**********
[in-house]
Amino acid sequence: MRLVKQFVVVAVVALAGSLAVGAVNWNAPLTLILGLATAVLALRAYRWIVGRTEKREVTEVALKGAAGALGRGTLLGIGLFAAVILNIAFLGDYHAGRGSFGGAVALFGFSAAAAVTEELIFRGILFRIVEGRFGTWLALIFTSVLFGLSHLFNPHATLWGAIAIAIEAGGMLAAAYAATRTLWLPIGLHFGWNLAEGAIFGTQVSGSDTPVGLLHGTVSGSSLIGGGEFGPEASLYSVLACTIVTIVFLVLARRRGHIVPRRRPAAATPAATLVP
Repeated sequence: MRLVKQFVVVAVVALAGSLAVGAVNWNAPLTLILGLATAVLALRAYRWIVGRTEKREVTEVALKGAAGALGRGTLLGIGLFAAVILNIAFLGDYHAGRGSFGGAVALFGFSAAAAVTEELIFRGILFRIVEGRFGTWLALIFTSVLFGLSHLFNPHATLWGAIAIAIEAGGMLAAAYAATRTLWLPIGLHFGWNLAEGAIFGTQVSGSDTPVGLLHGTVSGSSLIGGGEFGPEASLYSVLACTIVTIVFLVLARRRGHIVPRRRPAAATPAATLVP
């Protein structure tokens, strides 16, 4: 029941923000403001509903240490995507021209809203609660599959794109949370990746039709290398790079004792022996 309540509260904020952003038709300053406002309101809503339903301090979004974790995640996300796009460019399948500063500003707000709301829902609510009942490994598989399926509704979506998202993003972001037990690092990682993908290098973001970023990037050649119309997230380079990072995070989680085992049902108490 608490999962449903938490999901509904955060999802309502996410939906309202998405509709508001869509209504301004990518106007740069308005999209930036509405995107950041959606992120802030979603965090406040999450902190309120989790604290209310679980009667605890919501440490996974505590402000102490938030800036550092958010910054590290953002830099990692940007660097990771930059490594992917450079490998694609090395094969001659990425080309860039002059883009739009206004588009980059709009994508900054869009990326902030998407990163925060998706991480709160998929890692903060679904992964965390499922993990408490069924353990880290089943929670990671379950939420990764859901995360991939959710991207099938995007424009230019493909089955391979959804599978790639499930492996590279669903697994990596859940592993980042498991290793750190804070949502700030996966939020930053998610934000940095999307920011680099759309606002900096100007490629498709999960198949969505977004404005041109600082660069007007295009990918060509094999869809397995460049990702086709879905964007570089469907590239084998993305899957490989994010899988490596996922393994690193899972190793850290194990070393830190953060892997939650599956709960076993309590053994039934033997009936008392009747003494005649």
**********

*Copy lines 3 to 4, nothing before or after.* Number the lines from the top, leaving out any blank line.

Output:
Repeated sequence: MRLVKQFVVVAVVALAGSLAVGAVNWNAPLTLILGLATAVLALRAYRWIVGRTEKREVTEVALKGAAGALGRGTLLGIGLFAAVILNIAFLGDYHAGRGSFGGAVALFGFSAAAAVTEELIFRGILFRIVEGRFGTWLALIFTSVLFGLSHLFNPHATLWGAIAIAIEAGGMLAAAYAATRTLWLPIGLHFGWNLAEGAIFGTQVSGSDTPVGLLHGTVSGSSLIGGGEFGPEASLYSVLACTIVTIVFLVLARRRGHIVPRRRPAAATPAATLVP
């Protein structure tokens, strides 16, 4: 029941923000403001509903240490995507021209809203609660599959794109949370990746039709290398790079004792022996 309540509260904020952003038709300053406002309101809503339903301090979004974790995640996300796009460019399948500063500003707000709301829902609510009942490994598989399926509704979506998202993003972001037990690092990682993908290098973001970023990037050649119309997230380079990072995070989680085992049902108490 608490999962449903938490999901509904955060999802309502996410939906309202998405509709508001869509209504301004990518106007740069308005999209930036509405995107950041959606992120802030979603965090406040999450902190309120989790604290209310679980009667605890919501440490996974505590402000102490938030800036550092958010910054590290953002830099990692940007660097990771930059490594992917450079490998694609090395094969001659990425080309860039002059883009739009206004588009980059709009994508900054869009990326902030998407990163925060998706991480709160998929890692903060679904992964965390499922993990408490069924353990880290089943929670990671379950939420990764859901995360991939959710991207099938995007424009230019493909089955391979959804599978790639499930492996590279669903697994990596859940592993980042498991290793750190804070949502700030996966939020930053998610934000940095999307920011680099759309606002900096100007490629498709999960198949969505977004404005041109600082660069007007295009990918060509094999869809397995460049990702086709879905964007570089469907590239084998993305899957490989994010899988490596996922393994690193899972190793850290194990070393830190953060892997939650599956709960076993309590053994039934033997009936008392009747003494005649």